Fire equipment goes missing

Fire equipment goes missing

05 December 2013

published by www.weeklytimesnow.com.au


Australia — THOUSANDS of dollars of firefighting equipment was lost or stolen from fire authorities during Victoria’s two biggest bushfires.

More than $64,000 of fire equipment went missing from the former Department of Sustainability and Environment and the Country Fire Authority during the Great Divide and Black Saturday bushfires.

These fires involved thousands of firefighters and took weeks to extinguish.

With Victoria on the cusp of another serious bushfire season, facing high temperatures and low rainfall, Freedom of Information documents obtained by The Weekly Times show $41,938 worth of equipment was lost or stolen from the DSE (now the Department of Environment and Primary Industries) during the Great Divide Fires in the 2006-07 bushfire season.

The Great Divide Fires burnt more than 1,154,000ha, including 33 houses and were contained after burning for 59 days.

The DSE and other networked emergency organisations, including Parks Victoria, deployed about 2270 staff to battle the fires.

The FOI documents show the most valuable equipment to go missing from the Port Phillip, North East and Gippsland regions during the Great Divide Fires included a laptop computer worth, $5100, reported as lost and two laptops worth $4388, each listed as stolen.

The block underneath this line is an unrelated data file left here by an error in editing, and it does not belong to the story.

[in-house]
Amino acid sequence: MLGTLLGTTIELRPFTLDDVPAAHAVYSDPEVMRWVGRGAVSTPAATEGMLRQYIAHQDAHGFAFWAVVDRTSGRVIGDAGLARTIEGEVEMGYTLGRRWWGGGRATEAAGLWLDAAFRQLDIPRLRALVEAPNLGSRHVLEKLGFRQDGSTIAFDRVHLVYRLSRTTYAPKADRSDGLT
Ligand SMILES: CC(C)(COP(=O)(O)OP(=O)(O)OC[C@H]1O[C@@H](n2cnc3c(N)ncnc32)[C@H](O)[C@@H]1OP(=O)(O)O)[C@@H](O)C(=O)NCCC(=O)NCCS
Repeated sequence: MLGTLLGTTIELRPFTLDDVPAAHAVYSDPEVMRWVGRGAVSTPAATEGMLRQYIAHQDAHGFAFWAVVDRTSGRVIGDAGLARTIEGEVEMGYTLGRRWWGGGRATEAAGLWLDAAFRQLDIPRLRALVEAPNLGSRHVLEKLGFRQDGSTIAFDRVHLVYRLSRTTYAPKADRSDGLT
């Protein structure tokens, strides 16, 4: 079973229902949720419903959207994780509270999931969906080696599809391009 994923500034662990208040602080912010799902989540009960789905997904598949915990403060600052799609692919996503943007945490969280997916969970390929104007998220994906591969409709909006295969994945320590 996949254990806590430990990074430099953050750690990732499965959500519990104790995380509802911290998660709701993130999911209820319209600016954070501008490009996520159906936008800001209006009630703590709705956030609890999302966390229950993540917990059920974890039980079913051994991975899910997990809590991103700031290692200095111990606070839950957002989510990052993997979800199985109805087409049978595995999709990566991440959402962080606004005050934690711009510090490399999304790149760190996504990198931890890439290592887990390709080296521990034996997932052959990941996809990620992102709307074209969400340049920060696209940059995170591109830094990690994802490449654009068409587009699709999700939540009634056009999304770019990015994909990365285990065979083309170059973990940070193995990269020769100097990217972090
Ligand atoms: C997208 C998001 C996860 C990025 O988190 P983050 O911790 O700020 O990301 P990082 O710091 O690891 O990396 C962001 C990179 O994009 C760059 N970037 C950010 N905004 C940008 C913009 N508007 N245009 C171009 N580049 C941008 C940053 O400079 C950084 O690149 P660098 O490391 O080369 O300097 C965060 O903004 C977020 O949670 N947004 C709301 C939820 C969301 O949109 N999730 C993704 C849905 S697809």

A GPS worth $3900 was also lost and a level auto, a piece of surveying equipment worth $2000, was stolen.

Chainsaws and GPSs were also among the items stolen or missing from DSE Port Phillip and North East regions during the Black Saturday bushfires of 2009.

About $22,000 worth of equipment was lost or stolen during the Black Saturday bushfires, which killed 173 people and burned through 430,000ha.

More than 2800 DSE and networked emergency organisations fought the fires.

The CFA reported $6910 worth of equipment, including cameras and radios, lost or stolen during the Great Divide Fires and a $2193 radio lost or missing during the Black Saturday bushfires.

Former DSE firefighters told The Weekly Times it was easy to lose track of equipment in the chaos of battling large blazes.

A DEPI spokesman said the department kept track of all firefighting equipment that was deemed an asset.

“The assets involved in fighting a campaign fire can be worth many millions of dollars,” he said.

“Security sign-in is required at all offices and Incident Control Centres – either using a log book or electronic pass.

“Any equipment that is stolen is reported to the police and DEPI investigates if any assets are lost or damaged.”

The Land and Fire Management budget for this season is $338.7 million, down 4 per cent on the previous season because of fire equipment purchased to help with increased burning targets.
 

 


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